OpenAI’s Sam Altman Seeks Billions to Fund AI Chips, Report Says | Technology news | Top Vip News

Altman has discussed “wildly ambitious” plans with investors, including the United Arab Emirates government, the WSJ says.

OpenAI CEO Sam Altman is seeking to raise trillions of dollars from investors, including the United Arab Emirates government, to boost the world’s ability to produce advanced chips and boost artificial intelligence, The Wall Street Journal reported.

Altman’s “wildly ambitious technology initiative” could require raising up to $7 trillion, the WSJ reported Thursday, citing people familiar with the matter.

As part of his pitch to investors, Altman proposed building dozens of chip foundries that would then be run by existing chip makers, such as Taiwan Semiconductor Manufacturing Company (TSMC), the Journal said.

The plans aim to resolve obstacles to OpenAI’s growth, including a shortage of chips that power AI models like ChatGPT, according to the WSJ, which described the requested sums as “strangely large by corporate fundraising standards.”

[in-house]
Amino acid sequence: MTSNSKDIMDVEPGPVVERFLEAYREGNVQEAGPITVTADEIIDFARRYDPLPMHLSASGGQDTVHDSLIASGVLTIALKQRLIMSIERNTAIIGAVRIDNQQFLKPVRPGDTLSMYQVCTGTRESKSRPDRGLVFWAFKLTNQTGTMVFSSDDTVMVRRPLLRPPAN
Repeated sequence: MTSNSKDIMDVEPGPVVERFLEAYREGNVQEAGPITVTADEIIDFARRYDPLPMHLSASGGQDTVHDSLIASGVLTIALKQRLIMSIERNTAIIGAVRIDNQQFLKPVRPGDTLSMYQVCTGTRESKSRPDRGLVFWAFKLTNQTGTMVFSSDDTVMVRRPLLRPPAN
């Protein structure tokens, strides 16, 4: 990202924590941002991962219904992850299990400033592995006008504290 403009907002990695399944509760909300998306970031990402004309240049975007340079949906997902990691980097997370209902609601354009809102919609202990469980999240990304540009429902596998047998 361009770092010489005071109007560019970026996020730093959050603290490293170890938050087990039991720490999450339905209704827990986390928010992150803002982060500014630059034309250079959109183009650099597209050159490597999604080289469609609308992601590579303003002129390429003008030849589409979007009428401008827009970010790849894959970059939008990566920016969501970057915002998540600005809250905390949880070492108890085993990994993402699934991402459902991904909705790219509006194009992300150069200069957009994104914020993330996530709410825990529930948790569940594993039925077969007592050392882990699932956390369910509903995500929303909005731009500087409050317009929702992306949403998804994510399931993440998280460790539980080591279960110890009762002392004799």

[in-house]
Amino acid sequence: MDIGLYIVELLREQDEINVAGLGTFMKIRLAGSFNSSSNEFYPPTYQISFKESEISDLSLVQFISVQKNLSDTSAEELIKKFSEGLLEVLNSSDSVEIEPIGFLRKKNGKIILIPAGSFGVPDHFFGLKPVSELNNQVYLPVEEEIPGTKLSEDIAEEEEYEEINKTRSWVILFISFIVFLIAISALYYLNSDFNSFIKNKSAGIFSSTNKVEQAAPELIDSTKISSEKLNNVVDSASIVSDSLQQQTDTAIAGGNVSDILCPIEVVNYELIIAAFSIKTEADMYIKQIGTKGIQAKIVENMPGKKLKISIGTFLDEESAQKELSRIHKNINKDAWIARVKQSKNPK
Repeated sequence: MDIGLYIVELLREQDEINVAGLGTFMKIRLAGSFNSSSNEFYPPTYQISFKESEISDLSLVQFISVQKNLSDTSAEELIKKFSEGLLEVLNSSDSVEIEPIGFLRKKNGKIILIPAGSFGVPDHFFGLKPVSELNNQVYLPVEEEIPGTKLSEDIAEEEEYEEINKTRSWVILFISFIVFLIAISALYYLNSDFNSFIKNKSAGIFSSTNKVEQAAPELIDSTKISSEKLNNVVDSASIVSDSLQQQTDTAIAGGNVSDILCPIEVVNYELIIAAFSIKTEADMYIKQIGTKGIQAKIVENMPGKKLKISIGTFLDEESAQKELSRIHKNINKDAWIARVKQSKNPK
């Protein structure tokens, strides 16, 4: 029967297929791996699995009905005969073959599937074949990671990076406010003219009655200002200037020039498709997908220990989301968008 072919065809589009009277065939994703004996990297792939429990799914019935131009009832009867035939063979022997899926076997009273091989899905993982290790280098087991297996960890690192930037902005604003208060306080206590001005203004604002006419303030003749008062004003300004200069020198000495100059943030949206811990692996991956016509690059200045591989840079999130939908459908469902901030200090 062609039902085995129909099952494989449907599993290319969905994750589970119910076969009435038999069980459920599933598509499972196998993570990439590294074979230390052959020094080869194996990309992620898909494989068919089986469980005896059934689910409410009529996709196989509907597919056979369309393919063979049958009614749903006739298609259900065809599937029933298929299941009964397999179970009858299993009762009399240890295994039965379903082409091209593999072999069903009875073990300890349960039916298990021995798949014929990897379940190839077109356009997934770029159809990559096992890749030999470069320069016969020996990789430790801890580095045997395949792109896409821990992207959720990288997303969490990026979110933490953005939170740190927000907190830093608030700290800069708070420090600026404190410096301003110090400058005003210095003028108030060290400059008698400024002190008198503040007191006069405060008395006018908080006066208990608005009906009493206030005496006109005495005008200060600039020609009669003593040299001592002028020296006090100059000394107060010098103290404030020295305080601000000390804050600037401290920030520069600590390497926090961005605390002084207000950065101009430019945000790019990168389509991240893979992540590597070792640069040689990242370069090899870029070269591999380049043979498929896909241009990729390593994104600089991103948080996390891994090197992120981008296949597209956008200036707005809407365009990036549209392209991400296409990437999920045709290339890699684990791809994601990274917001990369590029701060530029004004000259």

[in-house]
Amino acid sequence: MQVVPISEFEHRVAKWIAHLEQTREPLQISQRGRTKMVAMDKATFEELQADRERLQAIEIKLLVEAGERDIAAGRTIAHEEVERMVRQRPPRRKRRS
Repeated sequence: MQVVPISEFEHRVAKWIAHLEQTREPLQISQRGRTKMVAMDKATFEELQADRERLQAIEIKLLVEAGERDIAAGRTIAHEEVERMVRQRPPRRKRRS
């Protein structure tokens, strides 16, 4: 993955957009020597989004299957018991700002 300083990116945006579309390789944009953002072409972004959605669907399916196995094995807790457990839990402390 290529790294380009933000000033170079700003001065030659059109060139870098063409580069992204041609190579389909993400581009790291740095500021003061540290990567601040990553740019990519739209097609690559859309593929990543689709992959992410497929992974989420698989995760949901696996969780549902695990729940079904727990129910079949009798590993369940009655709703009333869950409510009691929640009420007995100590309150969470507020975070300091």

So far, Altamn’s plans have led him to hold meetings with senior UAE officials, TSMC executives, US Commerce Secretary Gina Raimondo and SoftBank CEO Masayoshi Son, according to the report. .

While numerous countries have announced plans to support domestic semiconductor production, global supply is still dominated by a handful of companies, including California-based Taiwan Semiconductor Manufacturing Company (TSMC) and NVIDIA.

The WSJ quoted an OpenAI spokesperson as saying it has had “productive discussions about scaling up global infrastructure and supply chains” and would share more details at a later date.

OpenAI, which is backed by Microsoft, did not immediately respond to an emailed request for comment from Al Jazeera.

At the helm of OpenAI, Altman has become one of the most recognizable faces in the burgeoning field of AI.

In November, the 38-year-old entrepreneur was fired from the startup he co-founded, but was reinstated several days later after protests from employees and investors.

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